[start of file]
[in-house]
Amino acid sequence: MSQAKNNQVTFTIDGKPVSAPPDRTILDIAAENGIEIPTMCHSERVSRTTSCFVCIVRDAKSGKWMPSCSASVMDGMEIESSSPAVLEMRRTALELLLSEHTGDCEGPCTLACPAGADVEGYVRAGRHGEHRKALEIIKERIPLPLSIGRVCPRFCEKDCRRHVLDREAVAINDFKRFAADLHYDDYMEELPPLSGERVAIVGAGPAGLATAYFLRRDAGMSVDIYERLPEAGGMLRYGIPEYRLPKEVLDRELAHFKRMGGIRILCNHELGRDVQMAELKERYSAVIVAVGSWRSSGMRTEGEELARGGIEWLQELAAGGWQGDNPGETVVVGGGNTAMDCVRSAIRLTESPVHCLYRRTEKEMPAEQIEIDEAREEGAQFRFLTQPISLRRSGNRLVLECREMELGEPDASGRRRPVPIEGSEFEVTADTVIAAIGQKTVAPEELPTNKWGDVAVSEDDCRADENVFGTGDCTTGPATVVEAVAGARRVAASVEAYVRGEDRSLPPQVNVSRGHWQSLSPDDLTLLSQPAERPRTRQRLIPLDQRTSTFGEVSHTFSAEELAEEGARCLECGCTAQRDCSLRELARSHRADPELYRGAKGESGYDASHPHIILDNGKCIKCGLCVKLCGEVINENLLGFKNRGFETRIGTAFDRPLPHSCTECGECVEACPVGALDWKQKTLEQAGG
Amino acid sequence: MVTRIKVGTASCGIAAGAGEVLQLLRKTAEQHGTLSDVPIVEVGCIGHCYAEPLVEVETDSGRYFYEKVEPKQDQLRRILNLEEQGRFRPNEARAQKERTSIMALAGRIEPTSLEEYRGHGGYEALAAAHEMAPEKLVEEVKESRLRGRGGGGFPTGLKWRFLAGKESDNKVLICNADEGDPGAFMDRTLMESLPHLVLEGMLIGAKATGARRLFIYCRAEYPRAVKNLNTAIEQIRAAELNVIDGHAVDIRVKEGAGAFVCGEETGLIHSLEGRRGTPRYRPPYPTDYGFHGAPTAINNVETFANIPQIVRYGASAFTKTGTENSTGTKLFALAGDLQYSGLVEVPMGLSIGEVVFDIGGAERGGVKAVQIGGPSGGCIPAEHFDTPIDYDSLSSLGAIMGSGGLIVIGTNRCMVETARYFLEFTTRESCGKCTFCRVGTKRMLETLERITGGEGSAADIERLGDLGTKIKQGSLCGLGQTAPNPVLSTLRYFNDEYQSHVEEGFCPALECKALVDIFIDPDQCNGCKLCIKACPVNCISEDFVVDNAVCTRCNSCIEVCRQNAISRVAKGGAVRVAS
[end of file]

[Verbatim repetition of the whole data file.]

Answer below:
[in-house]
Amino acid sequence: MSQAKNNQVTFTIDGKPVSAPPDRTILDIAAENGIEIPTMCHSERVSRTTSCFVCIVRDAKSGKWMPSCSASVMDGMEIESSSPAVLEMRRTALELLLSEHTGDCEGPCTLACPAGADVEGYVRAGRHGEHRKALEIIKERIPLPLSIGRVCPRFCEKDCRRHVLDREAVAINDFKRFAADLHYDDYMEELPPLSGERVAIVGAGPAGLATAYFLRRDAGMSVDIYERLPEAGGMLRYGIPEYRLPKEVLDRELAHFKRMGGIRILCNHELGRDVQMAELKERYSAVIVAVGSWRSSGMRTEGEELARGGIEWLQELAAGGWQGDNPGETVVVGGGNTAMDCVRSAIRLTESPVHCLYRRTEKEMPAEQIEIDEAREEGAQFRFLTQPISLRRSGNRLVLECREMELGEPDASGRRRPVPIEGSEFEVTADTVIAAIGQKTVAPEELPTNKWGDVAVSEDDCRADENVFGTGDCTTGPATVVEAVAGARRVAASVEAYVRGEDRSLPPQVNVSRGHWQSLSPDDLTLLSQPAERPRTRQRLIPLDQRTSTFGEVSHTFSAEELAEEGARCLECGCTAQRDCSLRELARSHRADPELYRGAKGESGYDASHPHIILDNGKCIKCGLCVKLCGEVINENLLGFKNRGFETRIGTAFDRPLPHSCTECGECVEACPVGALDWKQKTLEQAGG
Amino acid sequence: MVTRIKVGTASCGIAAGAGEVLQLLRKTAEQHGTLSDVPIVEVGCIGHCYAEPLVEVETDSGRYFYEKVEPKQDQLRRILNLEEQGRFRPNEARAQKERTSIMALAGRIEPTSLEEYRGHGGYEALAAAHEMAPEKLVEEVKESRLRGRGGGGFPTGLKWRFLAGKESDNKVLICNADEGDPGAFMDRTLMESLPHLVLEGMLIGAKATGARRLFIYCRAEYPRAVKNLNTAIEQIRAAELNVIDGHAVDIRVKEGAGAFVCGEETGLIHSLEGRRGTPRYRPPYPTDYGFHGAPTAINNVETFANIPQIVRYGASAFTKTGTENSTGTKLFALAGDLQYSGLVEVPMGLSIGEVVFDIGGAERGGVKAVQIGGPSGGCIPAEHFDTPIDYDSLSSLGAIMGSGGLIVIGTNRCMVETARYFLEFTTRESCGKCTFCRVGTKRMLETLERITGGEGSAADIERLGDLGTKIKQGSLCGLGQTAPNPVLSTLRYFNDEYQSHVEEGFCPALECKALVDIFIDPDQCNGCKLCIKACPVNCISEDFVVDNAVCTRCNSCIEVCRQNAISRVAKGGAVRVAS